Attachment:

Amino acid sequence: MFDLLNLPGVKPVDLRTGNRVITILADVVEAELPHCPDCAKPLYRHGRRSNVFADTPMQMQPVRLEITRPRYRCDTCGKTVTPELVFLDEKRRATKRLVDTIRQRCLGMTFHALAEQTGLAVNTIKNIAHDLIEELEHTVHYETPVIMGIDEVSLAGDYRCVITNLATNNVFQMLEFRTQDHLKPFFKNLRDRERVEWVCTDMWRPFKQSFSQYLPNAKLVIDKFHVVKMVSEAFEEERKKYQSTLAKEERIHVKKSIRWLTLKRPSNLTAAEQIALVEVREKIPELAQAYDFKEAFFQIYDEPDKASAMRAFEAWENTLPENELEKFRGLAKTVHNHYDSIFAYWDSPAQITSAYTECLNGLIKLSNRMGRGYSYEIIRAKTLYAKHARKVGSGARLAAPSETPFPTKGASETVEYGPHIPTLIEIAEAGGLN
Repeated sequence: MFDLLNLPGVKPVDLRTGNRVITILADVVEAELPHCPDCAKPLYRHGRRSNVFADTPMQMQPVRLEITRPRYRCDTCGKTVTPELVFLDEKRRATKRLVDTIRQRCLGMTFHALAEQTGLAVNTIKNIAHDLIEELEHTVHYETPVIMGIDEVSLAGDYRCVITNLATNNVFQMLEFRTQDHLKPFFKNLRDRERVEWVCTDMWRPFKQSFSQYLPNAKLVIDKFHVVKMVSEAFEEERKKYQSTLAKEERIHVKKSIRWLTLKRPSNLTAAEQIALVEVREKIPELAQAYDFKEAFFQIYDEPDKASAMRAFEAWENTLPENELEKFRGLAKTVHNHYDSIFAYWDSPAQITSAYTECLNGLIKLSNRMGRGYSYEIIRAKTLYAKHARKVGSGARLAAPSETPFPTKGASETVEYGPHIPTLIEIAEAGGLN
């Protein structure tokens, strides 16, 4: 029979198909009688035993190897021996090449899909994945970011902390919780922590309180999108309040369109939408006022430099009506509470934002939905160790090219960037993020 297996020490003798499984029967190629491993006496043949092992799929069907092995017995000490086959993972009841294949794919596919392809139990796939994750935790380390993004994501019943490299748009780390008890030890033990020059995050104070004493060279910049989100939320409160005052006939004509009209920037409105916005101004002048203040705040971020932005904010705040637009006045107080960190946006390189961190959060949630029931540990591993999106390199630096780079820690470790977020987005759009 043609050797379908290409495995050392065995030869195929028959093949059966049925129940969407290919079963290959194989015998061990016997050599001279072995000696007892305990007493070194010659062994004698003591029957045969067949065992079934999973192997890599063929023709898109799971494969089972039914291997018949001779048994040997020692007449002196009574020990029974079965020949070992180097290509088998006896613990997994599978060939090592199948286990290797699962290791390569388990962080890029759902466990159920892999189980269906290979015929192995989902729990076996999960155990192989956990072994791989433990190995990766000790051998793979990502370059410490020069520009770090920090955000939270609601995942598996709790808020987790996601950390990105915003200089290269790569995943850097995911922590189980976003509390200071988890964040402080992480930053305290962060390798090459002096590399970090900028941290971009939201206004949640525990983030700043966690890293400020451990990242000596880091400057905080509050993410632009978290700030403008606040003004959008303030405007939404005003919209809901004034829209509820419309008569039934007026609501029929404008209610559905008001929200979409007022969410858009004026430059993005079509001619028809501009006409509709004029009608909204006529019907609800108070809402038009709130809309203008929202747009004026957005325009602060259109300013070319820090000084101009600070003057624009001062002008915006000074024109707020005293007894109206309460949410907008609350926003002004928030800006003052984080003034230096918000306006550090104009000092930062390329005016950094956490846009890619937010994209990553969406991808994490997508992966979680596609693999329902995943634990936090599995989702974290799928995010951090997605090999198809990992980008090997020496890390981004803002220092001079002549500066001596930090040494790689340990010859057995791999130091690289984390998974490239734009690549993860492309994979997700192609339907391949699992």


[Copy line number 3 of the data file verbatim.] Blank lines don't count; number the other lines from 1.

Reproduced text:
């Protein structure tokens, strides 16, 4: 029979198909009688035993190897021996090449899909994945970011902390919780922590309180999108309040369109939408006022430099009506509470934002939905160790090219960037993020 297996020490003798499984029967190629491993006496043949092992799929069907092995017995000490086959993972009841294949794919596919392809139990796939994750935790380390993004994501019943490299748009780390008890030890033990020059995050104070004493060279910049989100939320409160005052006939004509009209920037409105916005101004002048203040705040971020932005904010705040637009006045107080960190946006390189961190959060949630029931540990591993999106390199630096780079820690470790977020987005759009 043609050797379908290409495995050392065995030869195929028959093949059966049925129940969407290919079963290959194989015998061990016997050599001279072995000696007892305990007493070194010659062994004698003591029957045969067949065992079934999973192997890599063929023709898109799971494969089972039914291997018949001779048994040997020692007449002196009574020990029974079965020949070992180097290509088998006896613990997994599978060939090592199948286990290797699962290791390569388990962080890029759902466990159920892999189980269906290979015929192995989902729990076996999960155990192989956990072994791989433990190995990766000790051998793979990502370059410490020069520009770090920090955000939270609601995942598996709790808020987790996601950390990105915003200089290269790569995943850097995911922590189980976003509390200071988890964040402080992480930053305290962060390798090459002096590399970090900028941290971009939201206004949640525990983030700043966690890293400020451990990242000596880091400057905080509050993410632009978290700030403008606040003004959008303030405007939404005003919209809901004034829209509820419309008569039934007026609501029929404008209610559905008001929200979409007022969410858009004026430059993005079509001619028809501009006409509709004029009608909204006529019907609800108070809402038009709130809309203008929202747009004026957005325009602060259109300013070319820090000084101009600070003057624009001062002008915006000074024109707020005293007894109206309460949410907008609350926003002004928030800006003052984080003034230096918000306006550090104009000092930062390329005016950094956490846009890619937010994209990553969406991808994490997508992966979680596609693999329902995943634990936090599995989702974290799928995010951090997605090999198809990992980008090997020496890390981004803002220092001079002549500066001596930090040494790689340990010859057995791999130091690289984390998974490239734009690549993860492309994979997700192609339907391949699992």